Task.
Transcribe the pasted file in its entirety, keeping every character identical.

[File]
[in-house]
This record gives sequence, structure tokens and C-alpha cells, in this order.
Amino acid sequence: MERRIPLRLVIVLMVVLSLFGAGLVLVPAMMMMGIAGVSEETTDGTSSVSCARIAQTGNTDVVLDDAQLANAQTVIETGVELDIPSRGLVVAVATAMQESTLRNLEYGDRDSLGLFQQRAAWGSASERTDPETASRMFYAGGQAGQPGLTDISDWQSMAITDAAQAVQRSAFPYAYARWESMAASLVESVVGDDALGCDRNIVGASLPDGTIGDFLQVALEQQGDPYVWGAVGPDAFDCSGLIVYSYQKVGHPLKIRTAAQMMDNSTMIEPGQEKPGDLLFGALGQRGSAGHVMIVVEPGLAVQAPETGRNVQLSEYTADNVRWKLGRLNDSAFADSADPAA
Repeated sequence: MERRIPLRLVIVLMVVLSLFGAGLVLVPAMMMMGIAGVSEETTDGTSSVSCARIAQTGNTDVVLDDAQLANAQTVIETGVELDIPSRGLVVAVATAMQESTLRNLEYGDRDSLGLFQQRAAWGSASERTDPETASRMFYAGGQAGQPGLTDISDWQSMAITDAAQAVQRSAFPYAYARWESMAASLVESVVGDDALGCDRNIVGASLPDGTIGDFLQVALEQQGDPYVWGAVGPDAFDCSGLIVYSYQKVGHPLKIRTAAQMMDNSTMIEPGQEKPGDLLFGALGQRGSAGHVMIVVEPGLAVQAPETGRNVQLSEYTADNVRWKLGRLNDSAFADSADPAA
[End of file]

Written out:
[in-house]
This record gives sequence, structure tokens and C-alpha cells, in this order.
Amino acid sequence: MERRIPLRLVIVLMVVLSLFGAGLVLVPAMMMMGIAGVSEETTDGTSSVSCARIAQTGNTDVVLDDAQLANAQTVIETGVELDIPSRGLVVAVATAMQESTLRNLEYGDRDSLGLFQQRAAWGSASERTDPETASRMFYAGGQAGQPGLTDISDWQSMAITDAAQAVQRSAFPYAYARWESMAASLVESVVGDDALGCDRNIVGASLPDGTIGDFLQVALEQQGDPYVWGAVGPDAFDCSGLIVYSYQKVGHPLKIRTAAQMMDNSTMIEPGQEKPGDLLFGALGQRGSAGHVMIVVEPGLAVQAPETGRNVQLSEYTADNVRWKLGRLNDSAFADSADPAA
Repeated sequence: MERRIPLRLVIVLMVVLSLFGAGLVLVPAMMMMGIAGVSEETTDGTSSVSCARIAQTGNTDVVLDDAQLANAQTVIETGVELDIPSRGLVVAVATAMQESTLRNLEYGDRDSLGLFQQRAAWGSASERTDPETASRMFYAGGQAGQPGLTDISDWQSMAITDAAQAVQRSAFPYAYARWESMAASLVESVVGDDALGCDRNIVGASLPDGTIGDFLQVALEQQGDPYVWGAVGPDAFDCSGLIVYSYQKVGHPLKIRTAAQMMDNSTMIEPGQEKPGDLLFGALGQRGSAGHVMIVVEPGLAVQAPETGRNVQLSEYTADNVRWKLGRLNDSAFADSADPAA